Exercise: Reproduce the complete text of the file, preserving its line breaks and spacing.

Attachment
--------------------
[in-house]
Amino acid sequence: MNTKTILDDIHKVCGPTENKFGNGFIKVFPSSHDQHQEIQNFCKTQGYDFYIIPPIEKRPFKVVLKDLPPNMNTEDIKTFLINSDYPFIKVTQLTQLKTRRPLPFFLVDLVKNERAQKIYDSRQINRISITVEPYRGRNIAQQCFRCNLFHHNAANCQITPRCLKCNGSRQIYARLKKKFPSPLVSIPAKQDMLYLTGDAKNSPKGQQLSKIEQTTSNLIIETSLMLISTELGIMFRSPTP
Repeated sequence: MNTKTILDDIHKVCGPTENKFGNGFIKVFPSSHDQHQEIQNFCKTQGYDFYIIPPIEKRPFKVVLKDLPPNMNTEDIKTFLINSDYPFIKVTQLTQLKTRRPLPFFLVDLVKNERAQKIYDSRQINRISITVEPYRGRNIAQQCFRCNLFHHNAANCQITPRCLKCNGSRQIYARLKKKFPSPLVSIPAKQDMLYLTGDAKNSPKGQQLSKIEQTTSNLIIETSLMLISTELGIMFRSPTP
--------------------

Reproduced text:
[in-house]
Amino acid sequence: MNTKTILDDIHKVCGPTENKFGNGFIKVFPSSHDQHQEIQNFCKTQGYDFYIIPPIEKRPFKVVLKDLPPNMNTEDIKTFLINSDYPFIKVTQLTQLKTRRPLPFFLVDLVKNERAQKIYDSRQINRISITVEPYRGRNIAQQCFRCNLFHHNAANCQITPRCLKCNGSRQIYARLKKKFPSPLVSIPAKQDMLYLTGDAKNSPKGQQLSKIEQTTSNLIIETSLMLISTELGIMFRSPTP
Repeated sequence: MNTKTILDDIHKVCGPTENKFGNGFIKVFPSSHDQHQEIQNFCKTQGYDFYIIPPIEKRPFKVVLKDLPPNMNTEDIKTFLINSDYPFIKVTQLTQLKTRRPLPFFLVDLVKNERAQKIYDSRQINRISITVEPYRGRNIAQQCFRCNLFHHNAANCQITPRCLKCNGSRQIYARLKKKFPSPLVSIPAKQDMLYLTGDAKNSPKGQQLSKIEQTTSNLIIETSLMLISTELGIMFRSPTP